opinion | derrick z. jackson

Obama’s call for citizen action

President Obama took the oath of office from Chief Justice John Roberts. Michelle, Malia, and Sacha Obama flanked the president.
Derrick Z. Jackson/Globe staff
President Obama took the oath of office from Chief Justice John Roberts. Michelle, Malia, and Sacha Obama flanked the president.

Washington, DC — President Obama’s second Inaugural address was clearly driven by this haunting passage from his first address four years ago:

“On this day, we gather because we have chosen hope over fear, unity of purpose over conflict and discord. On this day, we come to proclaim an end to the petty grievances and false promises, the recriminations and worn-out dogmas that for far too long have strangled our politics. We remain a young nation, but in the words of Scripture, the time has come to set aside childish things.”

Obama was reelected after a bitter campaign and four years of strangulation politics, as the Republicans tried to say no to almost every last thing on his agenda, for instance stalling sweeping action on climate change and paralyzing any discussion on gun control — until the Newtown massacre forced it. The recriminations and worn-out dogmas were so ceaseless, Obama found himself often criticized by liberals and the left wing of the Democratic Party for trying too hard to compromise with uncompromising forces. It was a miracle he got done what he did on the environment, health care and the economy.


Today in his second address, there was no statement that the nation had officially crossed a bright, definitive line of hope over fear or unity over conflict. Instead, his speech was a forceful stepping back to urge Americans to cross that line themselves. His asked Americans to “make the hard choices.” He said, “You and I, as citizens, have the power to set this country’s course. You and I, as citizens, have the obligation to shape the debates of our time — not only with the votes we cast, but with the voices we lift in defense of our most ancient values and enduring ideals.”

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Having photographed many of Obama’s speeches in the 2008 campaign and the last week of the past one, his words mesh with his evolving body language. I remember so often in the 2008 campaign that Obama often was in a posture of reaching out to crowds, many times with a hopeful gaze outward, many times being hugged by voters who hoped he embodied their hopes.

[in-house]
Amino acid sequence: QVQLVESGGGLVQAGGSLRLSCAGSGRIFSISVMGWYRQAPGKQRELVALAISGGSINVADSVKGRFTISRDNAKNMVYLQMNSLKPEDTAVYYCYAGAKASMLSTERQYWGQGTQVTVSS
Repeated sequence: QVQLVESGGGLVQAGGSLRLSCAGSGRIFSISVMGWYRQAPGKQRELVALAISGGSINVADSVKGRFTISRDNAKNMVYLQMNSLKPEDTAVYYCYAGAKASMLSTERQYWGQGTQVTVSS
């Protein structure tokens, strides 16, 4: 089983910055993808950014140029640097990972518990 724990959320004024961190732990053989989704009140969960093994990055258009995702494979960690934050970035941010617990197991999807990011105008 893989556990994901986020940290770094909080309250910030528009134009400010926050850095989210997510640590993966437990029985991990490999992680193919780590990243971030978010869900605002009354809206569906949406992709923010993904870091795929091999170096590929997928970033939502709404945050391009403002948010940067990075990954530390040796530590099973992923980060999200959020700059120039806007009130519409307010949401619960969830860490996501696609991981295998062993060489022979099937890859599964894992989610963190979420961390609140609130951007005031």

This time around, his speeches were more punctuated with clenched arms and fists to make a point, with more pointed fingers, more fire, even determination, maybe even anger in his eyes. While the Inaugural address demands more restraint than when on the stump, I could see split seconds where the fire and the cheerleading of America was more that of a football coach at halftime of a game where the team was slightly behind. He was more clear than he has ever been that hope is something you work for.

That most came through in the passage where he said to repeated applause, “Our journey is not complete until our wives, our mothers and daughters can earn a living equal to their efforts. Our journey is not complete until our gay brothers and sisters are treated like anyone else under the law — for if we are truly created equal, then surely the love we commit to one another must be equal as well. Our journey is not complete until no citizen is forced to wait for hours to exercise the right to vote.

“Our journey is not complete until we find a better way to welcome the striving, hopeful immigrants who still see America as a land of opportunity — until bright young students and engineers are enlisted in our workforce rather than expelled from our country. Our journey is not complete until all our children, from the streets of Detroit to the hills of Appalachia, to the quiet lanes of Newtown, know that they are cared for and cherished and always safe from harm.”


Those were the words of an Obama who understands after four years, that this nation remains in mighty combat between hope and fear. Four years ago, the election of the nation’s first African American president gave voice to the notion that strangulation politics was defeated. His speech was a fervent declaration that the people themselves must get out there to break the chokehold.

Derrick Z. Jackson can be reached at jackson@globe.com.